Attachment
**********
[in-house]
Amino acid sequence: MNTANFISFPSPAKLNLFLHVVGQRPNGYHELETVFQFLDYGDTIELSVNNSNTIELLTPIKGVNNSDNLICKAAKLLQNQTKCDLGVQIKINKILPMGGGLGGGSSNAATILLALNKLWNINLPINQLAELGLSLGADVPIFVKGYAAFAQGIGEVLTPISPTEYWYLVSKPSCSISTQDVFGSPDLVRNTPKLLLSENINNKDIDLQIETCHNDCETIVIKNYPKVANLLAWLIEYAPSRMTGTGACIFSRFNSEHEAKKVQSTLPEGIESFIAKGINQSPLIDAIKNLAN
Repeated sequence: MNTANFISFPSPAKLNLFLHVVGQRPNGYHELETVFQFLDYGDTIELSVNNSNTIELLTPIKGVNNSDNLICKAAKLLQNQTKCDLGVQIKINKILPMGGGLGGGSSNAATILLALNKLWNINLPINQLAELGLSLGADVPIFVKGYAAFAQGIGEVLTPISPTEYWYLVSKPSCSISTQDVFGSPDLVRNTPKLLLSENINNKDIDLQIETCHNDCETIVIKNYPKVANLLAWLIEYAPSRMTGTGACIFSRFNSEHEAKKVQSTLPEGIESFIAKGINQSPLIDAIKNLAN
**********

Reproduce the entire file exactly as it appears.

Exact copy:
[in-house]
Amino acid sequence: MNTANFISFPSPAKLNLFLHVVGQRPNGYHELETVFQFLDYGDTIELSVNNSNTIELLTPIKGVNNSDNLICKAAKLLQNQTKCDLGVQIKINKILPMGGGLGGGSSNAATILLALNKLWNINLPINQLAELGLSLGADVPIFVKGYAAFAQGIGEVLTPISPTEYWYLVSKPSCSISTQDVFGSPDLVRNTPKLLLSENINNKDIDLQIETCHNDCETIVIKNYPKVANLLAWLIEYAPSRMTGTGACIFSRFNSEHEAKKVQSTLPEGIESFIAKGINQSPLIDAIKNLAN
Repeated sequence: MNTANFISFPSPAKLNLFLHVVGQRPNGYHELETVFQFLDYGDTIELSVNNSNTIELLTPIKGVNNSDNLICKAAKLLQNQTKCDLGVQIKINKILPMGGGLGGGSSNAATILLALNKLWNINLPINQLAELGLSLGADVPIFVKGYAAFAQGIGEVLTPISPTEYWYLVSKPSCSISTQDVFGSPDLVRNTPKLLLSENINNKDIDLQIETCHNDCETIVIKNYPKVANLLAWLIEYAPSRMTGTGACIFSRFNSEHEAKKVQSTLPEGIESFIAKGINQSPLIDAIKNLAN